Wednesday, August 9, 2017

Connecting the Dots - 8/9/17

“Economic medicine that was previously meted out by the cupful has recently been dispensed by the barrel. These once unthinkable dosages will almost certainly bring on unwelcomed after-effects. Their precise nature is anyone’s guess, though one likely consequence is an onslaught of inflation.” – Warren Buffett, February 2009
Looking back at the current decade – in the shadow of the global financial crisis of the previous, one topic has overwhelmingly remained in focus by policy makers, pundits and participants alike. 

Inflation: a general increase in prices and fall in the purchasing value of money.

An paradoxically, for all of the collective attention that’s been paid to the prospects of inflation, by and large, the dire warnings cast by both the brightest and most prudent in finance have appeared misplaced, as inflation has remained subdued and still below the Federal Reserve’s 2 percent long-term target more than 8 years after the final throes of the global financial crisis. 

Last week’s release of the Fed’s preferred measure of inflation – the Personal Consumption Expenditures Chain-type Price Index for June, indicated that core inflation sits at 1.5 percent, down from a high of 1.91 percent in October of last year. And although causality and correlation between inflation and the financial markets is as nuanced and complicated as any intractable problem, when it comes to the equity markets today we believe they broadly function along a binary highway where low to moderating inflation is welcomed and fundamentally expected, with higher realized inflation largely reserved for economic folklore. In essence, we’ve been driving down a seemingly one-way street for so long that participants have ignored the travel risks of oncoming traffic with higher prices. Should the dollar continued to breakdown from its cyclical high – which we believe it will, that’s precisely what will be coming our way. And like most things in life, nothing kills the mood quicker than the surprise realization that you now get less bang for your buck.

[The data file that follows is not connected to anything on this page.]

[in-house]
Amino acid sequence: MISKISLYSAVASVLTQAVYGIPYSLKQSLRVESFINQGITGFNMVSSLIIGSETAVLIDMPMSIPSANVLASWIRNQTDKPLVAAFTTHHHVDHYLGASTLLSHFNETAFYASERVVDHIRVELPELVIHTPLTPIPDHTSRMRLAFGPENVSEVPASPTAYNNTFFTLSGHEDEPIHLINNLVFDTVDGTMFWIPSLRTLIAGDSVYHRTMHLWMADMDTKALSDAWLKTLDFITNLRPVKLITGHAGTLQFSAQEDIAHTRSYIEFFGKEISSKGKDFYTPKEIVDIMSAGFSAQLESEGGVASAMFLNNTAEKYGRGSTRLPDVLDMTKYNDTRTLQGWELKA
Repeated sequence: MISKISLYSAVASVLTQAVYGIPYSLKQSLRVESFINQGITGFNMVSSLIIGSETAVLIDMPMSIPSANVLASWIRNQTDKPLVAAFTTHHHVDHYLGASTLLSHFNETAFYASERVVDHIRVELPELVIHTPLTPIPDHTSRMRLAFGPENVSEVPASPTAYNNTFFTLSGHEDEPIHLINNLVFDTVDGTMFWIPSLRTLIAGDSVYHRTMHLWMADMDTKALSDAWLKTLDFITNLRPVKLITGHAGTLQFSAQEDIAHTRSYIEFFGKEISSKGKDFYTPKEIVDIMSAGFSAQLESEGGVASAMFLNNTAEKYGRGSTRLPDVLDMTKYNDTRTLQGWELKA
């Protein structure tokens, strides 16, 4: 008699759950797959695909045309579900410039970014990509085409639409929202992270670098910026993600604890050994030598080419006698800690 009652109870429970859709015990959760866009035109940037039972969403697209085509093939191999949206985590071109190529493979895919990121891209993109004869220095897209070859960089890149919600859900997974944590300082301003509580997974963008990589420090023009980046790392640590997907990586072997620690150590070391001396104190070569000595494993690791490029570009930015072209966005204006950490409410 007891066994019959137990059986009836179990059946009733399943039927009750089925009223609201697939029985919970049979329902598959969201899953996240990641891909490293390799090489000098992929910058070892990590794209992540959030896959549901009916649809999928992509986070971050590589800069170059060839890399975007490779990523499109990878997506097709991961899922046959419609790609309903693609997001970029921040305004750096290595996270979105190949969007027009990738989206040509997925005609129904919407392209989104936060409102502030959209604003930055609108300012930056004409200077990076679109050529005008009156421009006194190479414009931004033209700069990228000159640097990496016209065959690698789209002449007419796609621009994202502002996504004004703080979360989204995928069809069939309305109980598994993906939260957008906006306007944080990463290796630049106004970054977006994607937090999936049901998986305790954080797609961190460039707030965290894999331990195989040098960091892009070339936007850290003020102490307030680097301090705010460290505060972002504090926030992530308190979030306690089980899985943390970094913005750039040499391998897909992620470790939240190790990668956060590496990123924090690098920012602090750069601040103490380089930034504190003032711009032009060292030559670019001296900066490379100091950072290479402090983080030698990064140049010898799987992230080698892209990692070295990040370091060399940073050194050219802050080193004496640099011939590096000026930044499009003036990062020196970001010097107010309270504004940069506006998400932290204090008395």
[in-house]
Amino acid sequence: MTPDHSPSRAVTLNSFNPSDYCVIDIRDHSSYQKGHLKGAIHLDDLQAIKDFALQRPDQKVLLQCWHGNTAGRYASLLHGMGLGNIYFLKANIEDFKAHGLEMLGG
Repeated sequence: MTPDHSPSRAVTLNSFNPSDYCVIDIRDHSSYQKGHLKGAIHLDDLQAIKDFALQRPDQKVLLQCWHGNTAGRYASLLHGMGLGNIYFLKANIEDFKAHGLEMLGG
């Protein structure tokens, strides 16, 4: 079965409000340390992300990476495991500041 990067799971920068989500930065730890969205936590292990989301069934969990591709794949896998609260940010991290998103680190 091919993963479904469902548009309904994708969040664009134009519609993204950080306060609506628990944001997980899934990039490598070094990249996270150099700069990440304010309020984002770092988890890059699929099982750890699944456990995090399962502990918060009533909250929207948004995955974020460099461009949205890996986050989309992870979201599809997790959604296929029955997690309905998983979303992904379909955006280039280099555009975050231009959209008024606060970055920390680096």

With tomorrow's PPI and Friday’s CPI inflation reports on deck in the back half of the week, we wanted to quickly point out that the markets are now in the window where US dollar weakness – on a year-over-year performance basis, could again begin to positively affect the inflation data. 

From our perspective, the attached two charts imply (we use real yields here as it positively trends with the dollar, albeit with a several week lag) that the YOY performance of the dollar has led the move in real yields, with underlying support of the dollar's broad 3-year top serving as the fulcrum for next major move in inflation (we believe higher) and real yields (lower).   

As we pointed out at the start of summer (see Here), despite breaking down since last December, US dollar weakness was largely obscured from the inflation reports this year, primarily because on a YOY performance basis the dollar had actually trended higher through May, essentially arresting the respective moves of higher inflation and lower real yields that began in the back half of 2015 – which led the cyclical pivot higher in gold in late December of that year.

We’d speculate that if YOY weakness in the dollar fails to bump the July inflation data, it will more than likely show up next month. All things considered, it’s a good bet we see the downtrend in the data reverse course soon, which when it hits could see a more hawkish market reaction over the immediate-term  with a stronger dollar, weaker precious metals and rising yields. While over the intermediate-term we firmly expect gold and silver to break out above their respective highs from last year (with silver once again leading the way), recent strength may give way to weakness as the market considers further Fed action.